The Enemy of the Good (eideteker) wrote,
The Enemy of the Good

Oh, the places you've been!

She walked by my desk, and I glanced at the clock. 2:53. She looked like she was going to walk past, but then she stopped, and held a stack of papers in front of her face. It was another stack of things for me to proofread—thankfully, nothing like the phonebook I had to plow through Tuesday afternoon. But still, I didn't have the time. "I'm sorry, but I'm leaving in about 5 minutes to go to Philly." She asked what I was doing, and I told her about the haunted prison. I can be pleasant while being assertive, though it's taken me some time to learn how.

I hit print on my route sheet, packed up my stuff, and headed out. The trek to the PATH was arduous, in part because I was lugging my Aerostich 1-piece riding suit with me. It's finally cold enough that I needed to bring it down from Boston to use instead of my mesh summer gear. But I got a seat on the train, and spent the ride trying to slow my breathing. I was seriously worried about not making it to my friends' house in time. What if the bike didn't start? It'd been sitting for a month. I'd have about a half hour to get moving before I'd have to cut my losses and head back to the terminal in the hopes of catching the train to Princeton in time. But I stepped out into a cool, crisp, and clear fall day in Hoboken, and I mustered my calm and cut a purposeful path to my garage.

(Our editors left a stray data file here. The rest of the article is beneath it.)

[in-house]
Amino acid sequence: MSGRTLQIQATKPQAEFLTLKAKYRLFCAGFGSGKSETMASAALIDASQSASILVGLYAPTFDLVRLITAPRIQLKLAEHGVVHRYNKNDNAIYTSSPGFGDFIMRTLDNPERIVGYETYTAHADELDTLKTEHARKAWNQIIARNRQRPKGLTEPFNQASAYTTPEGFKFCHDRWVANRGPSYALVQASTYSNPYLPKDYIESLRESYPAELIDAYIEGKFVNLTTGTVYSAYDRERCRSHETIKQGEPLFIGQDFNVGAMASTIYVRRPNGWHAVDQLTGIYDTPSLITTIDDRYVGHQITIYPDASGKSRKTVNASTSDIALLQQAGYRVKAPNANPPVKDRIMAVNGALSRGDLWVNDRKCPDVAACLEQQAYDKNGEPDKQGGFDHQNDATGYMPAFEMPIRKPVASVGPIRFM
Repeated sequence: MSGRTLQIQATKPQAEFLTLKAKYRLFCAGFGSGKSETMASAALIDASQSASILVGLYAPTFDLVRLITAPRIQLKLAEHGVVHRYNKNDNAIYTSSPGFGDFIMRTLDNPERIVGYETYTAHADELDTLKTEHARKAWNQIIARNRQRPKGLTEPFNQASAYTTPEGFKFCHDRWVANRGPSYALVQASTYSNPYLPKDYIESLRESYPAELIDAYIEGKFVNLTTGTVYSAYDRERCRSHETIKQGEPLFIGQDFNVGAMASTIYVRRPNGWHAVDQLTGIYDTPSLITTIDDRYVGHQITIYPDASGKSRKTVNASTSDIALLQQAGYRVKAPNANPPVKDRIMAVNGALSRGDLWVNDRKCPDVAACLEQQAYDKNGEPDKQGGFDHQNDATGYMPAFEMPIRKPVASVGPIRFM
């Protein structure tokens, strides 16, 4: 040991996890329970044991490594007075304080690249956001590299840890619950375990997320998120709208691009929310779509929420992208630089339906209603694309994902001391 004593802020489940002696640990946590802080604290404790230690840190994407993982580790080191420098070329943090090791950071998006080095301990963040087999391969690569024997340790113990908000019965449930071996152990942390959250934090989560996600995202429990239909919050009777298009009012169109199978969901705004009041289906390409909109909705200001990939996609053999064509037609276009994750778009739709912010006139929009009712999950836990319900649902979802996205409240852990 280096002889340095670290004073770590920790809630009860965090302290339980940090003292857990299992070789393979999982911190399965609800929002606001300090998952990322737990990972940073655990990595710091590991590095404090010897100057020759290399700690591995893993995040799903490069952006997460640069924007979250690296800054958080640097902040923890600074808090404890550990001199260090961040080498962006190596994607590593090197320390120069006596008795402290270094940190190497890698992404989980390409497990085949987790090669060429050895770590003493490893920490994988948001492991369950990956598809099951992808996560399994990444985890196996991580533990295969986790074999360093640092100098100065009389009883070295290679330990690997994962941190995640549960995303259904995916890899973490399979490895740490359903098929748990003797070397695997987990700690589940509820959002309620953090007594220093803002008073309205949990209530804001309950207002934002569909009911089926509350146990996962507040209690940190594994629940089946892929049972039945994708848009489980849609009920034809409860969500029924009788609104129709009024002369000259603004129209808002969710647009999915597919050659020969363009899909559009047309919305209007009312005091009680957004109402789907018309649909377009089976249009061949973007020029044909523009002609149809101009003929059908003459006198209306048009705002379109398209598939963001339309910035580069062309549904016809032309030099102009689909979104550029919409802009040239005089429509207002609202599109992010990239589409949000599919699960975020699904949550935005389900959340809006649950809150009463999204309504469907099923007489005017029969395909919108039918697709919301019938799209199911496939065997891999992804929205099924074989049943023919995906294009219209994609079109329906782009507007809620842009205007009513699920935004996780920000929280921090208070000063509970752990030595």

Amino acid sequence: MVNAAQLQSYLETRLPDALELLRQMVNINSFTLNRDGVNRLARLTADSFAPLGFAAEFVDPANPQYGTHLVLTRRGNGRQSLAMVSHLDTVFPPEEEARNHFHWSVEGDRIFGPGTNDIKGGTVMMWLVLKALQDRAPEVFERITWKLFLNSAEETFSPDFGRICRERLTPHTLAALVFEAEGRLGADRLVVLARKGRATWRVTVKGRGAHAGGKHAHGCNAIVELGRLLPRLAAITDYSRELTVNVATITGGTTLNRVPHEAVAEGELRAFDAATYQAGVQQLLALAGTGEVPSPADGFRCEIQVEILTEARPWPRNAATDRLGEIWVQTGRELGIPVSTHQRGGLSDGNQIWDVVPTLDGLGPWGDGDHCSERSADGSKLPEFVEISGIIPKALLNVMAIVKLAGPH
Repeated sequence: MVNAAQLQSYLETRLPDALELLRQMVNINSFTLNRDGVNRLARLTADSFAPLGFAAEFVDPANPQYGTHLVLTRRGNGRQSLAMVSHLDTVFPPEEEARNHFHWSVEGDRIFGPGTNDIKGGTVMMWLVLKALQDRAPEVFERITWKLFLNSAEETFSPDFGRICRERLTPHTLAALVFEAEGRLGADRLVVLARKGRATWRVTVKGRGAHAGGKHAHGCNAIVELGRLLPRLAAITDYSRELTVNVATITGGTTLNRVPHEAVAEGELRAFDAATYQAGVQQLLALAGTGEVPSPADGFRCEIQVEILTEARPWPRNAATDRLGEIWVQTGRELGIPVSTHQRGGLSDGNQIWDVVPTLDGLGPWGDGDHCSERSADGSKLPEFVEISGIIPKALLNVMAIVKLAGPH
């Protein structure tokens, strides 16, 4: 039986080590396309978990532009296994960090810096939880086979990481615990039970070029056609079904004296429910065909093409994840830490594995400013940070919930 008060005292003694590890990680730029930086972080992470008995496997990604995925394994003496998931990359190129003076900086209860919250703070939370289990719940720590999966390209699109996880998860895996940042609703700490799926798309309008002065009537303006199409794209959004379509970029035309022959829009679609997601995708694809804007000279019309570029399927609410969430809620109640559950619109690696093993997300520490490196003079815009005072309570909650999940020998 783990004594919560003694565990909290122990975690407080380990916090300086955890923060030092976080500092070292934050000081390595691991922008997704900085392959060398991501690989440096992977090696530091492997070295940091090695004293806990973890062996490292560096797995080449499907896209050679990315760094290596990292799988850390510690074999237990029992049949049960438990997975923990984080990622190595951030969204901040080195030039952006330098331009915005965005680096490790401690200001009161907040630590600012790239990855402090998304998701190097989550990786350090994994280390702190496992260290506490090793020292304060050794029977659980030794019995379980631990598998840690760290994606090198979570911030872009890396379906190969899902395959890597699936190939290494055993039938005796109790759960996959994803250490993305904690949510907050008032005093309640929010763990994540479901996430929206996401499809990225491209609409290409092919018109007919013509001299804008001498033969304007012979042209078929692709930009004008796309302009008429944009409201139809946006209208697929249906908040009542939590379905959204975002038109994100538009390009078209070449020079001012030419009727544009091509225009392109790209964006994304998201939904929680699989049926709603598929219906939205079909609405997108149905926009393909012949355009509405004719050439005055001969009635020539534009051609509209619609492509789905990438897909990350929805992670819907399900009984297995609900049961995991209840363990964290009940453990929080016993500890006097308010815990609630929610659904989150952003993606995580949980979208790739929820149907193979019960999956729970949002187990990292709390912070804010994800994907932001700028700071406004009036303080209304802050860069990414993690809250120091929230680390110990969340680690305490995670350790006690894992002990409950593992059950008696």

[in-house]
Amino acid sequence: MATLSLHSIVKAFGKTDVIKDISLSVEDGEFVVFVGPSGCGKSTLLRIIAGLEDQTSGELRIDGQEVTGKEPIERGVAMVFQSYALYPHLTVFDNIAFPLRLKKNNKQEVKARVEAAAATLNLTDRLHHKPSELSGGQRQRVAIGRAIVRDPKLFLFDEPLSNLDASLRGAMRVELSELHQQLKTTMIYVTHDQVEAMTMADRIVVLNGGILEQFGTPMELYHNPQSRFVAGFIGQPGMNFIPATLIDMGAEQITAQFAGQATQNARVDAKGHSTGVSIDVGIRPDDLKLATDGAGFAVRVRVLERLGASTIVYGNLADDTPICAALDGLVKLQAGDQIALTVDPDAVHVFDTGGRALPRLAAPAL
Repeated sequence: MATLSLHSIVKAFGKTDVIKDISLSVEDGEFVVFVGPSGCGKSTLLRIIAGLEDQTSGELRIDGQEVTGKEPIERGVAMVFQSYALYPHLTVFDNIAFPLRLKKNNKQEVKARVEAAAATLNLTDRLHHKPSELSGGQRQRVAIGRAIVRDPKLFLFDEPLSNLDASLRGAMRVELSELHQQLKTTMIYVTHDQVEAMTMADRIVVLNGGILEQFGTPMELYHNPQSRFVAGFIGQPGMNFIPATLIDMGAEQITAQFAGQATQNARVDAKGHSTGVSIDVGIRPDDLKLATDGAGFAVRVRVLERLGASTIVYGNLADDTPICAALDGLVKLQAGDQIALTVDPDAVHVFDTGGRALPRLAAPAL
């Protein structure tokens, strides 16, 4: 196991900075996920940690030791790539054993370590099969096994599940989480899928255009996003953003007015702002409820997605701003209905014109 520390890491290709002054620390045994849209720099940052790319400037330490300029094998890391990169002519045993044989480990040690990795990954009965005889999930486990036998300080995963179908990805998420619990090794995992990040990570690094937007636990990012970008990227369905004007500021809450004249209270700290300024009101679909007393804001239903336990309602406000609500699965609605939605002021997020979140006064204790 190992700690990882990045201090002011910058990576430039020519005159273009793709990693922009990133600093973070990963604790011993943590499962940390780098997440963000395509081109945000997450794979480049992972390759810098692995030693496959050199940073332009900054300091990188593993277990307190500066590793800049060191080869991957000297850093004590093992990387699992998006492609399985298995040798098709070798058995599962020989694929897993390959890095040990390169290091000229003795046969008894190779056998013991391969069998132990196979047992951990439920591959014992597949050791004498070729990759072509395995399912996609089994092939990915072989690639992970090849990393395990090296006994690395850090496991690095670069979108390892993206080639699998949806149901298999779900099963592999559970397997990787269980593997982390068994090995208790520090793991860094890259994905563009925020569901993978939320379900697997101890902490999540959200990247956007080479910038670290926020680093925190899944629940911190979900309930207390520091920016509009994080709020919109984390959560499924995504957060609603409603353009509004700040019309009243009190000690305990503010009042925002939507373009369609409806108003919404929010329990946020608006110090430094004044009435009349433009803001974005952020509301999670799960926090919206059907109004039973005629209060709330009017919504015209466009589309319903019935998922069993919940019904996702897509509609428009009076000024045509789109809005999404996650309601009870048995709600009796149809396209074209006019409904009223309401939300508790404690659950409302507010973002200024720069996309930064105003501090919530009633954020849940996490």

Setting out turned out to be painless. The battery was strong, and after a few turns, the engine caught and roared (well, as much as my bike can) to life. Now I was committed to riding; once I was on the road, there wasn't time to head back and put the bike away. The tricky part was going to be handling the traffic. I had only the skeleton of a route, and I wasn't sure I was going to be able to find my way through Newark without sitting in city traffic (since I was attempting to avoid the turnpike). But I managed to find the Pulaski Skyway, and though Google Maps wouldn't confirm for me that it hooked up with 22, it did. The route in my head was basically "Take 22 to 206," so this meant I was in good shape.

There wasn't much I could do about the traffic, but I tried to enjoy the ride. There were a few great moments, like opening my throttle wide on the Pulaski Skyway. I love the Skyway. It's such a "videogame road." You go through tunnels under girders, and then up into the air, flying over the urban sprawl around Newark. The timing just happened to work out that I passed the Princeton Airport as the sun set, watching it glaze the tarmac in orange. These things you cannot really plan. They are the surprise gifts one gets for embracing risk and romancing adventure. Honestly, the entire slog along 22 was worth it just for that one unreproducible moment.

I made it to Chris and Tamara (zeitgeist & somabrak)'s place not too long after dark. Considering we were planning to set out for Philly around 7, I made it there just in time. Chris's car needed some work, so we had to take Tamara's Mini. With her driving, that meant two of us six footers would have to cram in the back. Nothing breaks ice like clown car antics. On the ride, we caught up on the latest, learned about things Tamara has said (MOISSSCHA!), and reminisced about the works of Stabbing Westward (Wither, Blister, Burn + Peel, or Darkest Days?). You know you're with a good group of people when even sitting in traffic flies by.